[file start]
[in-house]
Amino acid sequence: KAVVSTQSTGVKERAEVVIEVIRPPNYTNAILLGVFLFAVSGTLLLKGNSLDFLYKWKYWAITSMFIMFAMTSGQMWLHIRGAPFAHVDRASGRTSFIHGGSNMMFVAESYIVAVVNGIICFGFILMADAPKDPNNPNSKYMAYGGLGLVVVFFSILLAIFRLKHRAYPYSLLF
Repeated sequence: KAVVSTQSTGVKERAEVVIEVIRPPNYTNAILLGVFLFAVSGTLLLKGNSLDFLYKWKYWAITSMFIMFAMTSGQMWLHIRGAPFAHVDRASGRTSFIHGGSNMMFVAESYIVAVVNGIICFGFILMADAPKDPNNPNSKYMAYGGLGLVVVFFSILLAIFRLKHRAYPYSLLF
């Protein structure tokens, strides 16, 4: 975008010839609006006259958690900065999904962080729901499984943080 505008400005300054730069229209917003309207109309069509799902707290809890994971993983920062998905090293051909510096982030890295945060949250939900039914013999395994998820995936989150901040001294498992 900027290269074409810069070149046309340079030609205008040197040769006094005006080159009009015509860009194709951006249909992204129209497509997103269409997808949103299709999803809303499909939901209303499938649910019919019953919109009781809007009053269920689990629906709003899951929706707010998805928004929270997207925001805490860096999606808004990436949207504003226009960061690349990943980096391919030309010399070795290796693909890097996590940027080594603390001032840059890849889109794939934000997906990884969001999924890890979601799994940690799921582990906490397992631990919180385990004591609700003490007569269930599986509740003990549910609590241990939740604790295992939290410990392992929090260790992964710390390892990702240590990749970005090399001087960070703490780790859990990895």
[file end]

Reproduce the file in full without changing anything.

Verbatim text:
[in-house]
Amino acid sequence: KAVVSTQSTGVKERAEVVIEVIRPPNYTNAILLGVFLFAVSGTLLLKGNSLDFLYKWKYWAITSMFIMFAMTSGQMWLHIRGAPFAHVDRASGRTSFIHGGSNMMFVAESYIVAVVNGIICFGFILMADAPKDPNNPNSKYMAYGGLGLVVVFFSILLAIFRLKHRAYPYSLLF
Repeated sequence: KAVVSTQSTGVKERAEVVIEVIRPPNYTNAILLGVFLFAVSGTLLLKGNSLDFLYKWKYWAITSMFIMFAMTSGQMWLHIRGAPFAHVDRASGRTSFIHGGSNMMFVAESYIVAVVNGIICFGFILMADAPKDPNNPNSKYMAYGGLGLVVVFFSILLAIFRLKHRAYPYSLLF
């Protein structure tokens, strides 16, 4: 975008010839609006006259958690900065999904962080729901499984943080 505008400005300054730069229209917003309207109309069509799902707290809890994971993983920062998905090293051909510096982030890295945060949250939900039914013999395994998820995936989150901040001294498992 900027290269074409810069070149046309340079030609205008040197040769006094005006080159009009015509860009194709951006249909992204129209497509997103269409997808949103299709999803809303499909939901209303499938649910019919019953919109009781809007009053269920689990629906709003899951929706707010998805928004929270997207925001805490860096999606808004990436949207504003226009960061690349990943980096391919030309010399070795290796693909890097996590940027080594603390001032840059890849889109794939934000997906990884969001999924890890979601799994940690799921582990906490397992631990919180385990004591609700003490007569269930599986509740003990549910609590241990939740604790295992939290410990392992929090260790992964710390390892990702240590990749970005090399001087960070703490780790859990990895």